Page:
Where to begin?
To draw a parallel between wrestling…even legitimate wrestling, not even the comic book staged variety…and the Smithsonian is just so..what? Ignorant? Breathtakingly stupid? I'm sorry…it deserves a new word all its own: Goebbelsian (as in Joseph "tell-a-big-enough-lie-and-they'll-believe-you" Goebbels.) Just as a charitable explanation, one (wrestling) is a staged form of entertainment or sport. The other, (The Smithsonian) is an educational institution that preserves the culture and history of these United States. We fund one because it is in the interests of education. We don't fund the other because a) it makes a gazillion dollars on it's own, and b) it's stupid.
Oops. My bias slipped. Oh well. The Smithsonian, by the way, caved. Wojnarwicz's video has been taken down. But Herr Donahue is still demanding that funding for the museum be cut. If I could show it here, I would.
It is always almost chilling when The Roman Catholic Church (and let's not even begin with the pedophile scandal) cries about being "under attack," whines about "discrimination" …while they attack and discriminate and murder at will.
This man William Donahue should not be taken seriously. And yet "fair and balanced" has him on every news broadcast, making a publicity stink in the interests of his bigotry.
It's hard not to consider "second amendment remedies", ya know?
Hide/Seek is one of the most important, most ground-breaking gay-and-Lesbian-friendly exhibits to appear in any museum anywhere in a long long time. That it is in The Smithsonian…our nation's own museum…is all the more important. If you can possibly make the journey to visit and support this exhibit (which, I repeat, is privately funded...no tax-payer money is even connected other than the fact that it is in a government-funded building.) This is a visual history of LGBT people in the most lyrical form. Our ancestors. Our history. Our sacred texts and prophets (I'm looking at you Walt!) The most valuable thing that can be stolen from a people is their history. That's what Herr Donahue is trying to do. Rewrite history. Erase us.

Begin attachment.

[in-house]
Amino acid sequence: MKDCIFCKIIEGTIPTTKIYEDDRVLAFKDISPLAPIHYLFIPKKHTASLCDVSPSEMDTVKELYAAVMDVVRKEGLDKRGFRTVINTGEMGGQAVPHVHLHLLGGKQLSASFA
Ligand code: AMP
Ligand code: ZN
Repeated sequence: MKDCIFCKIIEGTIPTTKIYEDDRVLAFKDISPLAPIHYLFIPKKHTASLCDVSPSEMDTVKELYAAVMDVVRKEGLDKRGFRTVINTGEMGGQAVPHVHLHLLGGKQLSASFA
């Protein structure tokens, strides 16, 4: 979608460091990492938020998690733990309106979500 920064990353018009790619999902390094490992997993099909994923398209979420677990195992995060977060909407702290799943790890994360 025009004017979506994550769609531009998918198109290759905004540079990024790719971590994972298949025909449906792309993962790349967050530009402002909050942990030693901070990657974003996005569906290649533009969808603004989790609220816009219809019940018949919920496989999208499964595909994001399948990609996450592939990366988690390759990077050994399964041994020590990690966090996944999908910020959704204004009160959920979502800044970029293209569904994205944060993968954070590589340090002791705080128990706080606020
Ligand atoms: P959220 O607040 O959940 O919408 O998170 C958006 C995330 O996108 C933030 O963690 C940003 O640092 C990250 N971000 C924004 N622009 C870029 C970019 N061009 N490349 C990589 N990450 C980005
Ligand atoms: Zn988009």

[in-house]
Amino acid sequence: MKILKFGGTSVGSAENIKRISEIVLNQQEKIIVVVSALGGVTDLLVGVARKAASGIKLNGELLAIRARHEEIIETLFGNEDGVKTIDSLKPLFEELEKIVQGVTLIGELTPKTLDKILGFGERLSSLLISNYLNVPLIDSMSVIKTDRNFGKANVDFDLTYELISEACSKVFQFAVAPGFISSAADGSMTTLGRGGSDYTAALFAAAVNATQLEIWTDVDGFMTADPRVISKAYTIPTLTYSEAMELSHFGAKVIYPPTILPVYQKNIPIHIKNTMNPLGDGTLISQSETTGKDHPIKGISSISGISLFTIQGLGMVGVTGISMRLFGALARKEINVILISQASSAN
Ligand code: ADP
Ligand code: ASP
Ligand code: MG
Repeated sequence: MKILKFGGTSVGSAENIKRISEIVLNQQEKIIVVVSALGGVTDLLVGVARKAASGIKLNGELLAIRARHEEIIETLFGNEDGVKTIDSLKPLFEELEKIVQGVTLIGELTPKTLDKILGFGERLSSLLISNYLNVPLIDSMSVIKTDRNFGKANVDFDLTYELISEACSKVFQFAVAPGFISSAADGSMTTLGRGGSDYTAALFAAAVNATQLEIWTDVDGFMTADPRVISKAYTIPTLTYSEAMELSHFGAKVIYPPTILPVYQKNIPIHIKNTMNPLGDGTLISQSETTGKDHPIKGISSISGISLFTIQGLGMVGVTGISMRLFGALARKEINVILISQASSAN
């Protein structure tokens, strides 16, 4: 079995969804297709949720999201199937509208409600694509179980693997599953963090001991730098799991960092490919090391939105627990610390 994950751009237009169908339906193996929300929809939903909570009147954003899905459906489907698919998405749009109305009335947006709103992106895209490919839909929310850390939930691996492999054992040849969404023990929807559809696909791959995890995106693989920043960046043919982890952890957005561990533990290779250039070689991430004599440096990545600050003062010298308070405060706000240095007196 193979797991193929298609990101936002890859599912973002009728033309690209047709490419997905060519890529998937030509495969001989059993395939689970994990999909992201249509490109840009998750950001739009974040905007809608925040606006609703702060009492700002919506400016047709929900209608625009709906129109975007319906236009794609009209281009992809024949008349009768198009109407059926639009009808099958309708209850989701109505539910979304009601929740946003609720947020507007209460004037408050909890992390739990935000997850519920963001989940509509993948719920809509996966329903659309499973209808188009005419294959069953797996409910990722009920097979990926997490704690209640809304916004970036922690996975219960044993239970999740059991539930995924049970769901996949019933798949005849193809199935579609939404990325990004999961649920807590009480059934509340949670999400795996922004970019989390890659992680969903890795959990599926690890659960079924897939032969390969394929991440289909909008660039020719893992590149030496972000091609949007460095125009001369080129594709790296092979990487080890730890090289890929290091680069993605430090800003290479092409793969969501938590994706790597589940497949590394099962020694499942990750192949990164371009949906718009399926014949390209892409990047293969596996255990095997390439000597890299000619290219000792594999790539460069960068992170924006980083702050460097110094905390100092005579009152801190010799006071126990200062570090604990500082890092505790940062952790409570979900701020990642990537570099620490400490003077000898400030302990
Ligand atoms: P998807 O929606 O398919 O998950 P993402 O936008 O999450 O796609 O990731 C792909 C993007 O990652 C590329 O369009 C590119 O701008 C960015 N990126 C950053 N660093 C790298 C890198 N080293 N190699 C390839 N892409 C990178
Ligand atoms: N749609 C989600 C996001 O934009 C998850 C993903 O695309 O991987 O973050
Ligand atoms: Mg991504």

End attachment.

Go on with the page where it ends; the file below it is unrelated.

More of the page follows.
He is, fortunately, a dying breed of homophobic, sex-phobic, good-ol' boy bigot. He will fail. But not if we don't fight back. Go to this show. Buy the book. Know …AND RESPECT…your history.
A 304-page catalog titled Hide/Seek Difference and Desire in American Portraiture has been authored by the exhibition co-curators, David C. Ward, National Portrait Gallery historian, and Jonathan Katz, director of the doctoral program in visual studies, State University of New York at Buffalo. The catalog will be published by Smithsonian Books and distributed by Random House; it will be on sale for $45. It is the perfect holiday gift for any gay person in your life. Maybe even you.
Stephen Wayne Foster is almost a Native Floridian. Though born in Virginia in 1943, he moved with his family to Miami a year later and grew up in Miami Shores. Foster studied at Miami-Dade College and the University of Miami, where he received a Bachelor of Arts in English with a minor in History. Now retired, Foster lives in an apartment in Coral Gables that he first occupied in 1975, having lived through almost a century of South Florida gay history and culture.
When Foster was 17-years old and in high school, he discovered gay history. "I came across Sir Richard Francis Burton's [in picture, left] translation of the Arabian Nights from 1880 which included a very long article about the history of homosexuality. But for many years I didn't know where else to look for it [gay history]. In 1969 I went to Washington, D.C. I went to a newsstand and bought a copy of GAY, the Jack Nichols publication. I took the issue home with me and read an article by Dick Leitsch of New York Mattachine about gay history in which he said that nobody was writing about gay history and that there was a need for this. So I felt that if anybody was going to do it I should do it."